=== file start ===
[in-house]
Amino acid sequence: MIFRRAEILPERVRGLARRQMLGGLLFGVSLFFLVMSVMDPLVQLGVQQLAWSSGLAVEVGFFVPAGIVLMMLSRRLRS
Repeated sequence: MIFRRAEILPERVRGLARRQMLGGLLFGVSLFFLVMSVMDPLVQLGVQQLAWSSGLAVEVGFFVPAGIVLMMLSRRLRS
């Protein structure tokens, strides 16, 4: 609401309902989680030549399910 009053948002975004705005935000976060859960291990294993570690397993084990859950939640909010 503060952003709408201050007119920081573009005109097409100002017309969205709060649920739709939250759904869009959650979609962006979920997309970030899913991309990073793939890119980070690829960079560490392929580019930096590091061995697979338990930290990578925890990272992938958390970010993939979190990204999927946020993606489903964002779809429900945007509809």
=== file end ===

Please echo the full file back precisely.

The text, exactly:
[in-house]
Amino acid sequence: MIFRRAEILPERVRGLARRQMLGGLLFGVSLFFLVMSVMDPLVQLGVQQLAWSSGLAVEVGFFVPAGIVLMMLSRRLRS
Repeated sequence: MIFRRAEILPERVRGLARRQMLGGLLFGVSLFFLVMSVMDPLVQLGVQQLAWSSGLAVEVGFFVPAGIVLMMLSRRLRS
């Protein structure tokens, strides 16, 4: 609401309902989680030549399910 009053948002975004705005935000976060859960291990294993570690397993084990859950939640909010 503060952003709408201050007119920081573009005109097409100002017309969205709060649920739709939250759904869009959650979609962006979920997309970030899913991309990073793939890119980070690829960079560490392929580019930096590091061995697979338990930290990578925890990272992938958390970010993939979190990204999927946020993606489903964002779809429900945007509809």